During the trip, the Israeli army raided a flotilla headed towards Gaza with humanitarian aid. Itzik, our tour guide (the same tour guide who had led every Schechter senior trip), explained that Israel had no other choice. Its security was at stake. I called my dad who mentioned a perspective that I had not heard from anyone else that trip; that actually the flotilla raid was the result of an immoral blockade that Israel held on Gaza, and that perhaps the blockade should be lifted. I felt nervous sharing this with my classmates and kept silent when the school added a speaker to the itinerary, one who further defended Israel’s actions during the flotilla raid, explaining that Israel was protecting the Jewish people.

#YouNeverToldMe IfNotNow campaign site

In the final weeks of my final year at Schechter, I was beginning to understand that information was missing from the story. When I started my first year in college, I continued to seek truth in my Israel-related activities, which led me to a trip to Israel and the West Bank. I wondered, why had Schechter never explicitly taken us to the West Bank (and when we did cross the Green Line—the border that separates Israel from the Occupied Territories—we visited Jewish Settlements and were uninformed of their legal status)?

I revisited many places and relearned history, this time including Palestinians in the story. I visited Ir David for the second time and I learned, for the first time, that the excavation of Ir David is destroying the Palestinian neighborhood of Silwan. I visited Hebron where I saw Palestinians and Jews living in the same city under separate and unequal systems of law.

I am endlessly grateful for my Schechter education. I have a rich understanding and love for Jewish ritual and traditions. Thanks to my 10th grade Rabbinics teacher, I know Aramaic Tricks to Wow Your Friends at Cocktail Parties (they’re actually very cool), and have deep respect for Talmudic thinking. I continue to participate in a vibrant Jewish community and to live a meaningful Jewish life that incorporates many elements of my Conservative upbringing. It is for these reasons that I feel so disappointed by the Conservative Movement’s silence and inaction around the Occupation. This directly contradicts the values I gained from the Conservative movement—values of community, righteousness, and questioning.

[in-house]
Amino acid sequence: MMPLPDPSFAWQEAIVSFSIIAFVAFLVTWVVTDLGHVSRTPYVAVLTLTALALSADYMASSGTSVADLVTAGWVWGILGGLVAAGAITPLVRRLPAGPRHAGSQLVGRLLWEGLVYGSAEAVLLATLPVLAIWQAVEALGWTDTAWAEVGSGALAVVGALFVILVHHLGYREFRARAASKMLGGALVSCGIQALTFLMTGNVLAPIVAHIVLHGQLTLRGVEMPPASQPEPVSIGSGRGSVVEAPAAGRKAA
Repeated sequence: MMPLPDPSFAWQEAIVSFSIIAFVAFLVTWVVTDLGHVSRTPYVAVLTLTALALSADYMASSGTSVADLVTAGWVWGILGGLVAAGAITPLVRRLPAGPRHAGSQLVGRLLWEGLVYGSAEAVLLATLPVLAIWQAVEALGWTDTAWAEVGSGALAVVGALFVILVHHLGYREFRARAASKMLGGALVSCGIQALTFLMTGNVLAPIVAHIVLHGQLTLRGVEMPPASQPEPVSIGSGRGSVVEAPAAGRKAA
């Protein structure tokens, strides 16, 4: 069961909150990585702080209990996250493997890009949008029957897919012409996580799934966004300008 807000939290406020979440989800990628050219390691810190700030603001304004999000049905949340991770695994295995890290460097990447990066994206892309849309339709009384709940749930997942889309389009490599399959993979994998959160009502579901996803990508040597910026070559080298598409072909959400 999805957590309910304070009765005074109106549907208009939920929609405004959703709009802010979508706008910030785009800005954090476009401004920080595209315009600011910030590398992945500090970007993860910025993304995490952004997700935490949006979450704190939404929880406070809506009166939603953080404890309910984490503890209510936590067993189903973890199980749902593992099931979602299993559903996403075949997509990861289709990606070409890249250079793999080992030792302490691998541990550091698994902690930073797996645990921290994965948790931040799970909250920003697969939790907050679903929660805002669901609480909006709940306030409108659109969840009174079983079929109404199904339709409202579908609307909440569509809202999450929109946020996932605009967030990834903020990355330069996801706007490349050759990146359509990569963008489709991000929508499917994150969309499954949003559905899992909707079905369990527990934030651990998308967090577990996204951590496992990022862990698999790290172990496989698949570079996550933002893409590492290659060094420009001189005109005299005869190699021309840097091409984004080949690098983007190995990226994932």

Recently, I attended Shabbat services with my parents at their Conservative synagogue on Long Island. The service was beautiful as always, but little did I know that the dinner that followed was “Celebrate Israel” – themed. Throughout the dinner, members of the congregation stood up and shared memories of significant experiences they’d had in Israel. It appeared that there was basic agreement among the congregants on the subject. “Israel isn’t perfect, but we love her” everyone seemed to be saying. I hoped that one person, just one, would explain, in explicit terms, why Israel isn’t perfect, and why it is important that we discuss this. I had been away from the Conservative establishment since I’d graduated—six years—and wanted to believe that the Conservative Movement had grown with me. But there was no mention of the Occupation, no mention of Palestinians.

Today was my first day of school, as it was for countless teachers and students across New York City. I have a new haircut and a new backpack and am thinking of the ways I will be a better teacher this year. I am also thinking about where to spend the high holidays and how they can be most meaningful this year. Sadly, the Conservative movement has forced me, along with many other young Jews, to make a choice between the community I grew up with and living a Jewish life that reflects all my values. I have been let down by the institutions that claim to speak for me; their commitment to supporting Israel so unwavering that they remain silent when Trump empowers white-supremacists and neo-Nazis.

In my search for a holistic Judaism that confronts difficult truths, I’ve found IfNotNow —a community of Jews who seek to end American Jewish support for the Occupation. Standing with IfNotNow, I feel what I used to feel at the Salute to Israel Parade: passion, community, shared identity; and I am proud to be involved with IfNotNow alongside many other folks from my Solomon Schechter days. We value the Jewish experiences of our childhoods but seek an ethical Judaism that sees urgency in the Occupation, that speaks out against Trump and neo-Nazis, that says Black Lives Matter, that fights anti-Semitism and that stands for freedom and dignity for all people.
Adina graduated from Solomon Schechter in 2010 and Barnard College in 2015. She now lives in New York City where she teaches fourth grade and is active in IfNotNow.